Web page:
However, TC believes that there are individuals in the aviation community who are less motivated by common sense, personal and civil responsibility, pride and professionalism, and especially safety. It is these individuals who are the focus of enforcement action.
TC is committed to enforcing the regulations fairly and firmly, while encouraging communication between the alleged offenders. Also, TC offers "oral counselling" for minor violations where there is no threat to aviation safety, and it also informs offenders of their right to have penalties reviewed by the Transportation Appeal Tribunal of Canada (TATC). TC also ensures that strict measures are taken against repeat offenders and those displaying flagrant disregard for aviation safety.
Since 2003, the Enforcement Section has received 3 Detection Notices concerning Nordair Québec 2000 Inc., all of which have resulted in financial penalties.
The following laboratory reports were completed:
- LP127/2010 – Flight instruments analysis
- LP128/2010 – Flap actuator analysis
- LP177/2010 – Triple seat analysis
- LP178/2010 – Propeller analysis.
Although the winds favoured runway 13, the pilot elected to take off from runway 31. While a tail wind component increased the take–off distance, the runway length available was sufficient for a take–off at the maximum allowable weight, even from intersection Bravo. It was unusual for C–FGYK to use the full length of runway 31 for a take–off. It is likely that the pilot allowed for the effect of the tail wind component on the take–off distance, and that he knew he was overweight. Not having weighed the baggage, the pilot could not know the precise weight and balance status of the aircraft on take–off.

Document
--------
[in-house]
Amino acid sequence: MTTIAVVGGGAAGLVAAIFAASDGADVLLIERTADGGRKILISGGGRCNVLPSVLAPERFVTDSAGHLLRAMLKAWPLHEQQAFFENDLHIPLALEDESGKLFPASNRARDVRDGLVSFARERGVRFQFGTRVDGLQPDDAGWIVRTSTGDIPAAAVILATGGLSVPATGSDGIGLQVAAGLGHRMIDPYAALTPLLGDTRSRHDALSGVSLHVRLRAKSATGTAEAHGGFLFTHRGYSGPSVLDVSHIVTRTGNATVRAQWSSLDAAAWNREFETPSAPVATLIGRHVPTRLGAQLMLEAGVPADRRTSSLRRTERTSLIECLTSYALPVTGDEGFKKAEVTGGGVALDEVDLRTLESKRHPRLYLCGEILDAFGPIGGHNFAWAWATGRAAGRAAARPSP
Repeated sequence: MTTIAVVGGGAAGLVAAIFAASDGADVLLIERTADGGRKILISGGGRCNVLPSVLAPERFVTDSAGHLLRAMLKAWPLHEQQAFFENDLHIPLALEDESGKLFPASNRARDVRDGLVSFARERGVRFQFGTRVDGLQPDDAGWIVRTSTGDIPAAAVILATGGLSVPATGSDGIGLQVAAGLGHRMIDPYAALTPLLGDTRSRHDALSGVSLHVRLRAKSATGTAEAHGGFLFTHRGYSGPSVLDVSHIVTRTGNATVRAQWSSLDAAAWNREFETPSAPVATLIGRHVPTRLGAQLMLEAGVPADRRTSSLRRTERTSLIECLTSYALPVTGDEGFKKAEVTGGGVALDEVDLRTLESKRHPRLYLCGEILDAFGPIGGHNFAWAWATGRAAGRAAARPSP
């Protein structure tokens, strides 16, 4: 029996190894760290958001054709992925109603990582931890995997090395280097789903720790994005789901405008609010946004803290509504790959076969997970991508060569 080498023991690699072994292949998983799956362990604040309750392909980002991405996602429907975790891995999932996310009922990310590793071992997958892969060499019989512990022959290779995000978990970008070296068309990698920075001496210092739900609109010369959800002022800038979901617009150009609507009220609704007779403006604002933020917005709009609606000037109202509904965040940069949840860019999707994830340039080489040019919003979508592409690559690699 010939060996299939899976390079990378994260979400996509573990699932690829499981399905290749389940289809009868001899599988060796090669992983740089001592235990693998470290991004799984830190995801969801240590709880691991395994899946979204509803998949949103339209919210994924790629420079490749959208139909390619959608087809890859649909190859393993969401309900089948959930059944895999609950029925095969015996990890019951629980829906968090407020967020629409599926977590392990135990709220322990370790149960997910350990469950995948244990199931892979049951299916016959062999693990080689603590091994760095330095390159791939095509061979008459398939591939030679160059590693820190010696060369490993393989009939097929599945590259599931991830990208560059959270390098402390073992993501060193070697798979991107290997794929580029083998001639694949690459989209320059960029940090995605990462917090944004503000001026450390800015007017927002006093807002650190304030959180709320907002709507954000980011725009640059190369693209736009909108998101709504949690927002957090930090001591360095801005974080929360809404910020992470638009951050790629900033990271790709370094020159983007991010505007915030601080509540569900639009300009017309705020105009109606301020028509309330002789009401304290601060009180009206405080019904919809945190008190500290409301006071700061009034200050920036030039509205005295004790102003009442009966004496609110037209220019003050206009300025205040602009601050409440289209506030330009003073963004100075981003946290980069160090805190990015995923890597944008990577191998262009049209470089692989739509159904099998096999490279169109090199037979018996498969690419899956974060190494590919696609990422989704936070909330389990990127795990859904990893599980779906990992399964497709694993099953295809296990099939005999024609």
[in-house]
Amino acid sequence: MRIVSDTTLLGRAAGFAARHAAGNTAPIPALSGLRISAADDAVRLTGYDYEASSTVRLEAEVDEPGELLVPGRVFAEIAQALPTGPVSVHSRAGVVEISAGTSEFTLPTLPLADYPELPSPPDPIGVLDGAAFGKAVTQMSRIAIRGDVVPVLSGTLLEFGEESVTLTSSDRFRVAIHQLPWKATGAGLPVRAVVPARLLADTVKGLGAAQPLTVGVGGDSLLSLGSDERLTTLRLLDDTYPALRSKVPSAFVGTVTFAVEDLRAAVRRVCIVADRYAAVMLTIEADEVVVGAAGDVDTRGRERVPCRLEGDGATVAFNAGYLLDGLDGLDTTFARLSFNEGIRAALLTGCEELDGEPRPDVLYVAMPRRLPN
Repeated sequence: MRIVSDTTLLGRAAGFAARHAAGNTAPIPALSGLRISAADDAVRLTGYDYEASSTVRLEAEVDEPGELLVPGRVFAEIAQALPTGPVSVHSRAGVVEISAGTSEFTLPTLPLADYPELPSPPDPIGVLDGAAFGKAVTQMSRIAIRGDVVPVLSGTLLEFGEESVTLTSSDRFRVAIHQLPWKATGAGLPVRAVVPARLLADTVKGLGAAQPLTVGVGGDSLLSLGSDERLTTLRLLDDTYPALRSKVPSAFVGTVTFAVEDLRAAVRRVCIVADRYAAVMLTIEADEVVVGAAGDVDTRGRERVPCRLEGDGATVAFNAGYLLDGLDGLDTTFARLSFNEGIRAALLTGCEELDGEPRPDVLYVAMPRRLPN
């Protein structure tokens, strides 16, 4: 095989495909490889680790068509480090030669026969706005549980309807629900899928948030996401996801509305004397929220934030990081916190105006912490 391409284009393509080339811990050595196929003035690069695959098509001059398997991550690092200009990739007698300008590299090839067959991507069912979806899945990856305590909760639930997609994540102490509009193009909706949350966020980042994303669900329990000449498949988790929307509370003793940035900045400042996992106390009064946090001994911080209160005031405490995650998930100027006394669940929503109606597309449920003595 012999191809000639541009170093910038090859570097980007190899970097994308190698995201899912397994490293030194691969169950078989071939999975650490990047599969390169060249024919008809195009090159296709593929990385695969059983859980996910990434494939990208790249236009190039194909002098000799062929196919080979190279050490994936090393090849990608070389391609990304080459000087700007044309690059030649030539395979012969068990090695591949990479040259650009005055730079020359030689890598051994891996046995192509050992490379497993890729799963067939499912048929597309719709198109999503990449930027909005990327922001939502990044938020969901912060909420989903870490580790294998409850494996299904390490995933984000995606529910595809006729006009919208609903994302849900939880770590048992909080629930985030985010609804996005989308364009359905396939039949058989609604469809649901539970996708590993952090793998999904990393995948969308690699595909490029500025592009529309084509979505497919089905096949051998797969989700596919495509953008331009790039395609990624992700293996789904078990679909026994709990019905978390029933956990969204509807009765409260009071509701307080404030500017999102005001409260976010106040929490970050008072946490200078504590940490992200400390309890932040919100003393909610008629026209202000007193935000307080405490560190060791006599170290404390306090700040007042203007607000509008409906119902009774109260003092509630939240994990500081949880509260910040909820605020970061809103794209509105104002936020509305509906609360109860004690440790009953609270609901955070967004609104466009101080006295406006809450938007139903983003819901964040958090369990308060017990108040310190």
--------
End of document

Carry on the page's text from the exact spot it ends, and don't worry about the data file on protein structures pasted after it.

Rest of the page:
It is not known why the pilot did not weigh or secure the baggage. Weight and balance calculations confirm that the aircraft was overweight on take–off and that its centre of gravity (CG) was aft of the limit prescribed in the STC on the installation of new amphibious floats. In such a case, the stall speed was higher and the stall characteristics caused changes of altitude which are hard to counteract, making recovery difficult.
Further, the aft CG reduced the distance between the CG and the centre of pressure of the vertical stabilizer, thereby decreasing the effectiveness of the rudder and making recovery more difficult. Although a stall warning device would have alerted the pilot to the impending stall, with the CG beyond the aft limit, the aircraft pitched up quickly. When the aircraft was out of the ground effect, it stalled at an altitude that did not allow the pilot to execute the recovery manoeuvre.